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5 April 2017, 10:10
The future of endangered species in British zoos could be in trouble if the UK crashes out of the EU without a deal.
That's according to the sector's chief, Kirsten Pullen, who's warned zoos in the UK could soon lose the right to breed and protect some of their most vulnerable species.
At the moment zoo animals have free movement across the EU, which means they have a better chance of finding a breeding partner because of the bigger gene pool.
But Ms Pullen, who's the Chief Executive of the British and Irish Association of Zoos and Aquariums says this could change, making it harder for zoo keepers to find mates for their animals.
“It is hard to pinpoint a particular species within our breeding programmes because all of them could potentially be impacted if we suddenly can't deal on a European basis, or it's much harder.''
Animals from zoos in the Midlands have recently benefited from access to EU breeding schemes.
David Beeston from Dudley Zoo told Heart any changes in free movement of zoo animals will make their lives more difficult.
"The cost, the expense and the time involved could make it much, much harder. It could take so long to go through the bureaucracy that it would make the move non-viable."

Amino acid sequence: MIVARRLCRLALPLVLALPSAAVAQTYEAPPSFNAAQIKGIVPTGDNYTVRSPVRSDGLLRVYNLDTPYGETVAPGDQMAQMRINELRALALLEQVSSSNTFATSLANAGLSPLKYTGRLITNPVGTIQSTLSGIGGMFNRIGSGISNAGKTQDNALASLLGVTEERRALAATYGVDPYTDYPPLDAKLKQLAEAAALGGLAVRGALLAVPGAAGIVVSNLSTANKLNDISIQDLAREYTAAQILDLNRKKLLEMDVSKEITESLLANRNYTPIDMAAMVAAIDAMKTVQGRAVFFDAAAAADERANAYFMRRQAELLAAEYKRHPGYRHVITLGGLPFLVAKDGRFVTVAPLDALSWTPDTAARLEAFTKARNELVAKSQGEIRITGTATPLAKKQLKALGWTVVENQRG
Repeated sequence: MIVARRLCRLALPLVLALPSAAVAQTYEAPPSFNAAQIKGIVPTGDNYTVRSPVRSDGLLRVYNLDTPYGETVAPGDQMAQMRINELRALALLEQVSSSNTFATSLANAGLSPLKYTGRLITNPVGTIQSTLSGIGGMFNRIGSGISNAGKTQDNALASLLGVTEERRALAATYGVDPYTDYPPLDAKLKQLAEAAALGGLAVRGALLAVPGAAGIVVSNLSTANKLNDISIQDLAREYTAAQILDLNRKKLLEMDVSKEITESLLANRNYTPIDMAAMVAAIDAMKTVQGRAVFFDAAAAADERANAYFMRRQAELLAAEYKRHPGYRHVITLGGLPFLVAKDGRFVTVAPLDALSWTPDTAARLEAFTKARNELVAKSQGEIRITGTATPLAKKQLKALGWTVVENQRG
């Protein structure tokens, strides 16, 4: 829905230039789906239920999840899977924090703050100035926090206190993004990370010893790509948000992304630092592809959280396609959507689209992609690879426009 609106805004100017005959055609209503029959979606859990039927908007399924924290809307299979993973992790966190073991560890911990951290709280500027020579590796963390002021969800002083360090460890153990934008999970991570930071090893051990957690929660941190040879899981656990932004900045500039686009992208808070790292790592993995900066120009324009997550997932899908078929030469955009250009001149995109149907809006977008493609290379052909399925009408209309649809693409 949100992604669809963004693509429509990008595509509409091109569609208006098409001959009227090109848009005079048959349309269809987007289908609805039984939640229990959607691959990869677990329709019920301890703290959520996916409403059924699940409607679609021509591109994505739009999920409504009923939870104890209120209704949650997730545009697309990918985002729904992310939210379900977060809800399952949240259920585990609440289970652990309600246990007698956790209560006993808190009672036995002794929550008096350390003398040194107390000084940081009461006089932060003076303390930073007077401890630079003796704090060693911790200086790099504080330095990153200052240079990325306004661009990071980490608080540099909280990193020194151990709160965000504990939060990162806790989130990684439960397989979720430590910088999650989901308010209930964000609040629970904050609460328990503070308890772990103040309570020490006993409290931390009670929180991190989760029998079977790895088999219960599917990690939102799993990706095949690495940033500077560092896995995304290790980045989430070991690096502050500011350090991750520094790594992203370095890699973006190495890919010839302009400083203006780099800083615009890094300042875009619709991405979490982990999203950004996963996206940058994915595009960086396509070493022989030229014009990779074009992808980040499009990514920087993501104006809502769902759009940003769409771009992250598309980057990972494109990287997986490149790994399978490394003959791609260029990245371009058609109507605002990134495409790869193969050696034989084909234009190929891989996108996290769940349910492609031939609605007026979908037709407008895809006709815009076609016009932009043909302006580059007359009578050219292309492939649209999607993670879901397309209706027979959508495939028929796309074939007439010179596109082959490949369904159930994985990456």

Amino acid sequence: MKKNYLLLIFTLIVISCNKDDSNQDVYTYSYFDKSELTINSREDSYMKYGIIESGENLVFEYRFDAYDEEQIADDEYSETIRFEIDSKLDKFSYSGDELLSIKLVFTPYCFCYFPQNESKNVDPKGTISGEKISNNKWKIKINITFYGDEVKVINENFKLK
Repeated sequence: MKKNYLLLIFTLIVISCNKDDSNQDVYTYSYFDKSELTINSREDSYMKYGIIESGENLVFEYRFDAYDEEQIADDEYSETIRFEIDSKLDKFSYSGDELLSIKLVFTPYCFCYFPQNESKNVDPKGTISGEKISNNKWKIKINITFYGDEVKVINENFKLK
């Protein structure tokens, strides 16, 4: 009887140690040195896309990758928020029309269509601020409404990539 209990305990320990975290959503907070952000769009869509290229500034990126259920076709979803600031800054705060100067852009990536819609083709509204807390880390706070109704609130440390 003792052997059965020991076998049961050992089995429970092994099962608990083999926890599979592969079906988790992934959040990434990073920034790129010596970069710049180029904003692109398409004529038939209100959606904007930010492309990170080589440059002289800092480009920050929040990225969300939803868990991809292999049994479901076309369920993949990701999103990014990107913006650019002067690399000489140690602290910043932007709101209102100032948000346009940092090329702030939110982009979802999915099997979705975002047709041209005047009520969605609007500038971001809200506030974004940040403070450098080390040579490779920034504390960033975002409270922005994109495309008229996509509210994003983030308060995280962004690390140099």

A Sumatran tiger named Joao moved from Krefeld Zoo in Germany to Dudley Zoo in 2013, where he has been partnered with his 'girlfriend' Daseep.
Meanwhile, the all-female herd of elephants at Twycross Zoo in the East Midlands are currently getting ready to move to the continent as part of the European Breeding Programme.
But Ms Pullen's warning that UK zoos could soon find themselves out of the club.
She says if Brexit blocks free movement for UK animals, they'll have to negotiate deals country by country - which could take a lot more time and trouble.
She thinks there's a risk of in-breeding and that numbers of babies born could fall dramatically, which could undermine conservation efforts.
Apparently smaller species such as endangered rodents, which have shorter life spans and limited breeding cycles, could be worst affected.
It's not all bad news though. If UK zoo animals can't breed in Europe anymore, they might be able to look further afield.
Ms Pullen says commitment to EU breeding schemes has in the past limited how far animals could travel to breed - but in the future UK zoos could work with Australia and the US.
But whatever happens, she wants the Government to give zoos more information about what they're planning.
She thinks the Government's "lack of clarity'' about its vision for Brexit is "very concerning'' and causing a lot of uncertainty for the sector.
A Government spokeswoman said, "We're firmly committed to safeguarding and improving our animal welfare record - as we secure the best EU exit deal for Britain."